One of the core anchors within mindfulness is using multi-sensory experiences. And really that's trying to help your mind stay focused on what you want to do. For example, if you go for a walk today, this evening, first of all, decide on the purpose of that walk, and while you're doing that, use 5,4,3,2,1. You can play around with what these are. So for example, five things that you can see, four things that you can hear, three things that you can smell, two things that you can touch, and one thing that you can test safely if you're on a walk. Sometimes just using 5,4,3,2,1, when you're walking into the environment, when you want to take time out is really important. It really anchors you to the environment and what you're trying to focus on, rather than getting absorbed with as doing or achieving. So given that we're talking about resilience, sometimes we find ourselves like a rabbit in the headlights, and the easiest thing to do is what we call chunk forward or chunk up. So for this minute, what are we going to do? For this hour what we're going to do and what's the next hour about? What are we going to do today? What's this day about? What's this week about? What's this month about? So you're moving away from the disturbance or the distress.

Now, it's just a really useful technique to shift you forward, rather than sense static or moving backwards. And I just wanted to have a brief word about confidence. We know confidence can shift hugely depending on the role that you're in or the environment that you're in. It's a very simple technique. So when you're in doubt, there are three questions to ask yourself. And it's useful as a manager, to think about these for your people as well. If you see them not taking on the thing that you want to take them on, and just think about it in your head or directly ask them three questions. First one, do you know what's required? Go and get some information. Question two, have you got the skills required? Or can you get the skills? And the third question is, are you emotionally up for it? Have you got the resilience and motivation to do what's required?

One thing we know about habits is we find them quite easily as human beings and they're really useful. There's some problems with habits though. If you're trying to stop something that has been habitual for many years, that's gonna be really difficult. So we talk about approach goals, not avoidance goals. Aim to do something new, rather than stopping something that's old. So stopping smoking is going to be tough. Deciding to have a healthier lifestyle is easier. And that's what we call an approach goal. So therefore, any new habits you want to put in place need to be brighter, shinier, more motivational and more frequently exercised than the old ones. You also need clear cues and triggers that activate that behaviour or that routine, you need to signpost for it. You also need rewards. So as soon as you do that behaviour, you need to reward yourself for doing it. If you don't, it won't be reinforced and that's basically your habit formula. One of the things to think about as a manager or a leader in the workplace is are you clear on the behaviours and new routines you want people to do? Are you, is the workplace, signposting, triggering and cueing those behaviours and are they getting rewarded in some way, when it happens?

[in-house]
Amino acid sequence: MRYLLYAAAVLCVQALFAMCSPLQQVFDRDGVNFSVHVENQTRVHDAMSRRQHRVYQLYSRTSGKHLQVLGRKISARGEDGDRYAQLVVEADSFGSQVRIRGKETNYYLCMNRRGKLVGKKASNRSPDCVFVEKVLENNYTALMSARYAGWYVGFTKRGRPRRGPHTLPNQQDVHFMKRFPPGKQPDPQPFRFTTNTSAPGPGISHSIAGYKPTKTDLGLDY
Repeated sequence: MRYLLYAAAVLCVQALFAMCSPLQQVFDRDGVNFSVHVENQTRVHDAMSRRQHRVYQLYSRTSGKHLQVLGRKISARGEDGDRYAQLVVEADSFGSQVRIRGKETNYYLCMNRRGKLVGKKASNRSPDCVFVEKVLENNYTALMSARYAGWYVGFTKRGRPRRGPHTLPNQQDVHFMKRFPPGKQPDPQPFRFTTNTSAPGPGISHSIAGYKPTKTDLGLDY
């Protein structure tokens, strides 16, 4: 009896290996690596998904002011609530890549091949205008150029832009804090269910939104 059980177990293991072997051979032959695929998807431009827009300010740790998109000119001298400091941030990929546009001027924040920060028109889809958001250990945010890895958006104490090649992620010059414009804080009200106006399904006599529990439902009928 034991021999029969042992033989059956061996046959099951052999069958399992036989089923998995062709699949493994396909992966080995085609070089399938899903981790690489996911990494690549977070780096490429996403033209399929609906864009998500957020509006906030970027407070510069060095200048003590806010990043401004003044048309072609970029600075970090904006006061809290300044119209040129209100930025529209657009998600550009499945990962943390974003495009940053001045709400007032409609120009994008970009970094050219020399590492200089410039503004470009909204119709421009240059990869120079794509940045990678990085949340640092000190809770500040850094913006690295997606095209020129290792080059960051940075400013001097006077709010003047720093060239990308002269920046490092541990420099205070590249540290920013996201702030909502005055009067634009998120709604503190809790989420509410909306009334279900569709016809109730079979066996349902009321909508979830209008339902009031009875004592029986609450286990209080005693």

Interestingly enough, neurologically, as soon as you start talking about avoidance goals, you certainly actually create intent towards doing that avoidance. So telling somebody not to do something actually tells the brain to do it. And we have a very simple technique, which is 45, 15. So if you've got the ability in your environment to do this, is in an hour, 45 minutes of solid concentrated work and then 15 minutes about rejuvenation, resetting, thinking about the next session. And what we're not trying to do is to do eight of those in an eight hour day, because that's not setting yourself up for success, but doing four 45, 15. And that's about actually setting yourself up to perform in your environment. So whatever you're trying to do in the thrive territory, taking on challenges, you'll figure out what will get in your way, and have a plan to do something about that.

Most people will fall off the horse at some point. It's figuring out how you're going to get back on, practically, psychologically and emotionally and pre-empting that. And that's not being negative about what we fail. It's not about failures. When we trip up, how do we get up? So overall, the key question in terms of thriving is around are you ready to change? And change and thrive is about readiness. Create momentum, and impetus energy and move forward with it. Don't think, just do. So those three things together, give us our tools and techniques and approaches to thrive. I'm Keith Goddard, and this is my Manageable Guide to thriving.